I am sure that I will post things and delete them because I know that it is better to be silent than unkind.  I’ll probably still be a bit snarky because humor is one of my defense mechanisms (a coping skill I developed over the years).  I know I might make me some people uncomfortable or angry or whatever, but I will always try to LOVE like Jesus; regardless if someone is “worthy” of it.

Jesus literally was a bleeding heart – both while walking on this Earth and while hanging on the cross.  Of all the confusion going on, this is something I will never be confused about.

Friends, even if we don’t agree about politics, can we at least agree to love like Jesus?

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This is how we know what love is: Jesus Christ laid down his life for us. And we ought to lay down our lives for our brothers and sisters.  If anyone has material possessions and sees a brother or sister in need but has no pity on them, how can the love of God be in that person?  Dear children, let us not love with words or speech but with actions and in truth.  (1 John 3:16-18)

Love must be sincere. Hate what is evil; cling to what is good. (Romans 12:9)

The second is this: ‘Love your neighbor as yourself.’  There is no commandment greater than these.” (Mark 12:31)

And now these three remain:  faith, hope, and love. But the greatest of these is love. (1 Corinthians 13:33)

Be completely humble and gentle; be patient, bearing with one another in love. (Ephesians 4:2)

There is no fear in love. But perfect love drives out fear because fear has to do with punishment.  The one who fears is not made perfect in love. (1 John 4:18-19)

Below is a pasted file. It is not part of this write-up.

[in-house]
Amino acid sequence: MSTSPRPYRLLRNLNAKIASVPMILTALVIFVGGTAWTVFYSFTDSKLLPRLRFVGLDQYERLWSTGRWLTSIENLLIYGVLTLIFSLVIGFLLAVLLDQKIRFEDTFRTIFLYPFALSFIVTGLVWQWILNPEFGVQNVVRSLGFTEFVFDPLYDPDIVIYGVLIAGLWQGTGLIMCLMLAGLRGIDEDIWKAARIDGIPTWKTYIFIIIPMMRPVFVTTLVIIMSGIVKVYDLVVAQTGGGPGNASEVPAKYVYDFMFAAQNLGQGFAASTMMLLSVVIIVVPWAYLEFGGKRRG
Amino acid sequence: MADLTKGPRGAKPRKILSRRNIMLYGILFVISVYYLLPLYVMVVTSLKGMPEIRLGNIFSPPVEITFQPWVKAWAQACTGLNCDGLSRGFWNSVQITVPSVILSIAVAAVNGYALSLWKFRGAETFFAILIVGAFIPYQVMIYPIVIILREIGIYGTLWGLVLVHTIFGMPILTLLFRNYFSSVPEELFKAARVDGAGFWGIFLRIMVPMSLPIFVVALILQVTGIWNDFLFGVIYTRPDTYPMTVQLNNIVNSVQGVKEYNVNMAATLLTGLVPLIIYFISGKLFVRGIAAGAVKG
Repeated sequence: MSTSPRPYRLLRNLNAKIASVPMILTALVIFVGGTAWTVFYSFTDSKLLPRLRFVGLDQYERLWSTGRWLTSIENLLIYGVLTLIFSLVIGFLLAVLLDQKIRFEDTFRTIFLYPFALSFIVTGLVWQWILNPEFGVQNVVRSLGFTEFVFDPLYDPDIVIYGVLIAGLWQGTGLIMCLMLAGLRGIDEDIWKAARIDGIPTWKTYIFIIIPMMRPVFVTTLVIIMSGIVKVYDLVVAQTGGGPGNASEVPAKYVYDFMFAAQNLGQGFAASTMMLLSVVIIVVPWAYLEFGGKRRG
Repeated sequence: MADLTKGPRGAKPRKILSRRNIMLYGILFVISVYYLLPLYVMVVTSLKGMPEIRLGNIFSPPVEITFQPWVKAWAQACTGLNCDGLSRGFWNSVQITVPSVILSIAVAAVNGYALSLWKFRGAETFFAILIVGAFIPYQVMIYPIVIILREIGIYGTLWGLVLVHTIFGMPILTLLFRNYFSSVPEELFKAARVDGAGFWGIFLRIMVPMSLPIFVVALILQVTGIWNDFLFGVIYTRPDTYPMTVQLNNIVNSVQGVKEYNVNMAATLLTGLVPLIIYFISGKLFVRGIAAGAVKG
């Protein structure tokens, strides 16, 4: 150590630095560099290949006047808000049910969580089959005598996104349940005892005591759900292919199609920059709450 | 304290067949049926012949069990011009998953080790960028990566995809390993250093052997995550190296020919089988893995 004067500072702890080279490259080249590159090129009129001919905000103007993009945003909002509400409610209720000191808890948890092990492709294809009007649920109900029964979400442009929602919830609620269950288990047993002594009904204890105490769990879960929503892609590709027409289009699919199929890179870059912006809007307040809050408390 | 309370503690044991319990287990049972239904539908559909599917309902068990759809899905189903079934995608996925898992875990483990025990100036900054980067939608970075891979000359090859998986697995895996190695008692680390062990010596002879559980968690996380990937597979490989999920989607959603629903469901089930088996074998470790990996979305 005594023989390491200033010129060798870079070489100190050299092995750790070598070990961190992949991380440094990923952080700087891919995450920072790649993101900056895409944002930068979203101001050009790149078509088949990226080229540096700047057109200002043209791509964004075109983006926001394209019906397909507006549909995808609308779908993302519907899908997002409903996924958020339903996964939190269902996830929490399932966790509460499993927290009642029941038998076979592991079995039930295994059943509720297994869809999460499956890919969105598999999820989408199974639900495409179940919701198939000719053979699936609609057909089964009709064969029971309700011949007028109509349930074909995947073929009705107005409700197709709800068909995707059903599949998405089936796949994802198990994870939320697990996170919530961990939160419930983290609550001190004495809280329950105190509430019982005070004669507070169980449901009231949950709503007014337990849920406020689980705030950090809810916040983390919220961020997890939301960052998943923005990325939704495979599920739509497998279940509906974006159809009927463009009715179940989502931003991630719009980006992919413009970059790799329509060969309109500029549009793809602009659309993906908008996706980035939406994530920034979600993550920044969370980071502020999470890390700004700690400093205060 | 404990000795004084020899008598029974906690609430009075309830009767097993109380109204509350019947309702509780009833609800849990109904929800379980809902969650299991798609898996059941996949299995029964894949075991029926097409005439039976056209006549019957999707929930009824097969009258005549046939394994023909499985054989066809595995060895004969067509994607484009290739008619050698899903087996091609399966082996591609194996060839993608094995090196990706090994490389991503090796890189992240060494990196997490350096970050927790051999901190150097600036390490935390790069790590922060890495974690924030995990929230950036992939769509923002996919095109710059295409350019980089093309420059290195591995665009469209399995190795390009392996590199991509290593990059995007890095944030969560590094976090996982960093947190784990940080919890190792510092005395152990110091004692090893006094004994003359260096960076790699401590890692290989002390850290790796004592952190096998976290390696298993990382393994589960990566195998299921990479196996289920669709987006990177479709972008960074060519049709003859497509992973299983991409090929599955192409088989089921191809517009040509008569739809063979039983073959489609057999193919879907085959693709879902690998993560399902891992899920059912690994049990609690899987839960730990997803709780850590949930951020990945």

Momma-in-Waiting {Part 5}

Dear Momma-in-Waiting,

It is that time of year again, isn’t it?  Images of happy children during the holidays are flooding your social media threads, but you are still waiting, aren’t you?  You are trying, with every ounce of your soul, to make the world seem simple, but you are in the most complicated battle of your life.  Appointments, tests, needles, counseling, hope, disappointment, prayer, tears, anger, confusion, frustration, and countless moments of utter heartbreak all seem to color the path to which you walk.  For some of you, there are no needles, no appointments, no tests, and no tangible sense of hope.  Barrenness has settled in and made you its home.

You are a Momma-in-Waiting, and the world seems to be passing you by.

You hear others speak about their babies.  You view their first pictures with Santa, and watch videos of them singing Christmas songs.  They are all growing, aren’t they?  They are learning new words, discovering the excitement of first steps, and giving their Momma’s an array of challenges on a daily basis.  Yet, there you sit.  Listening, smiling, even laughing at some moments, and looking upon their babies with a longing that is only matched by your own determination to get through this season of your life.

You wonder, “When will it be my turn?  When will I hear first words, see first steps, and be challenged day in and day out?  When will I get to experience a Christmas flooded with the laughter of children?  When will I no longer be a Momma-in-Waiting?